By Michael Bentley
Curiosity projects are often talked about at d.tech but we rarely see what they are. Junior, Nick Hom, said, “It is cool to see what students can produce” about curiosity projects. I found a few fun projects that are happening around d.tech, to showcase in this article. DRG head, Mr. McAndrew, told me about a couple of them and I found others by asking around. These projects range from a funny talking plant to somebody just taking apart a barcode scanner.
d.Tech junior, David Boles, created a complicated talking plant as a curiosity project. When the plant is touched, it says amusing phrases such as, “Leaf me alone” and “It’s called a personal bubble.” This project took about a semester, and cost him around $40. He used tools such as a laser cutter, soldering iron, and glue to create the planter, and wire everything up. The plant uses an Arduino UNO and a capacitive electrode to tell when the plant is touched and respond accordingly. Mr. McAndrew, said that this was one of his favorite projects, although it was hard for him to decide. He liked how it went through multiple iterations, and functioned well.
Freshman, Matthew Morley, embarked on an equally interesting project one lab period, dissecting a broken id scanner. He wanted to find out how the scanner worked and how it transferred data wirelessly to the USB. He found out that there is a stationary laser which hits a mirror. The mirror moves back and forth, making the laser look like the line you see when scanning. He theorizes that the light is bounced back into the scanner, and read by an optical sensor. He also found a small chip inside, which he guesses transfers the data to the wireless USB through WiFi or Bluetooth. Through this project, Matthew was able to discover more about the inner workings of an ID scanner, and how it works with the computer.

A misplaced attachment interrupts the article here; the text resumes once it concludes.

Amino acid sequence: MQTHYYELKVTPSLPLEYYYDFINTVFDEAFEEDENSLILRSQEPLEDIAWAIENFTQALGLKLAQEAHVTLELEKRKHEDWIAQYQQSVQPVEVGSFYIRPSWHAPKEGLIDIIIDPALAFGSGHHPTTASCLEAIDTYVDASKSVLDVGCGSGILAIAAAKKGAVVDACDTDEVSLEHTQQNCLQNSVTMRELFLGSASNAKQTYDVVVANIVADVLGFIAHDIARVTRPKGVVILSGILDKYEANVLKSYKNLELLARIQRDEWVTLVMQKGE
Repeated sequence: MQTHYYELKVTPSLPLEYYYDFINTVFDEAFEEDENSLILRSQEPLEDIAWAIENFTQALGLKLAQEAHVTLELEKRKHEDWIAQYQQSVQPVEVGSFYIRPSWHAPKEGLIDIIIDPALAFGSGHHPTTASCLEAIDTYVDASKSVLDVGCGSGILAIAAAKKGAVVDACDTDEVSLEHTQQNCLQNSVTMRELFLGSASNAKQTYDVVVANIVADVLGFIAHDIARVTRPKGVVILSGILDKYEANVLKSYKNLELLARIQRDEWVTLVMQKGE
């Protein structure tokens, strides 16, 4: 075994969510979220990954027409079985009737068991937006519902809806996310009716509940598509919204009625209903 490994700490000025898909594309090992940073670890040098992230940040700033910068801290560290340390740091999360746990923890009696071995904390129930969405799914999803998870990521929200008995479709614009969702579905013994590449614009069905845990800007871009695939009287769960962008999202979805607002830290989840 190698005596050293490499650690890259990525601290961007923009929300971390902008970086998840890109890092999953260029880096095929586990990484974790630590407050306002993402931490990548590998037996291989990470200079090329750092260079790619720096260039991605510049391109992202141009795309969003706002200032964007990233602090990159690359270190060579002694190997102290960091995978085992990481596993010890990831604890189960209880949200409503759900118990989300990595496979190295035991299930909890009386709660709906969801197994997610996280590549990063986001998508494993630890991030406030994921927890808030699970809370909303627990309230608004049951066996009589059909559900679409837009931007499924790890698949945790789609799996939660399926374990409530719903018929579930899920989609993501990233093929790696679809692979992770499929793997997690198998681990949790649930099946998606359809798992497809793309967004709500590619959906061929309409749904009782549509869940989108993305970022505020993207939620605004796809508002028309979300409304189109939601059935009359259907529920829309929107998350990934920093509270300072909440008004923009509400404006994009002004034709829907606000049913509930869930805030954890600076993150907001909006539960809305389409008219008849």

James Abraham worked on a different type of curiosity project. He is writing a science fiction story. In this story, the humans need to build a structure on an alien planet to prevent robots from taking over. The only problem, is the aliens don’t want it to be built on their planet. Abraham had this idea since the fifth grade, and is now putting it in action. He tried to write a similar story back in middle school, but he never completed it. Now he is taking another shot at it, and hopes to finish the story early next school year.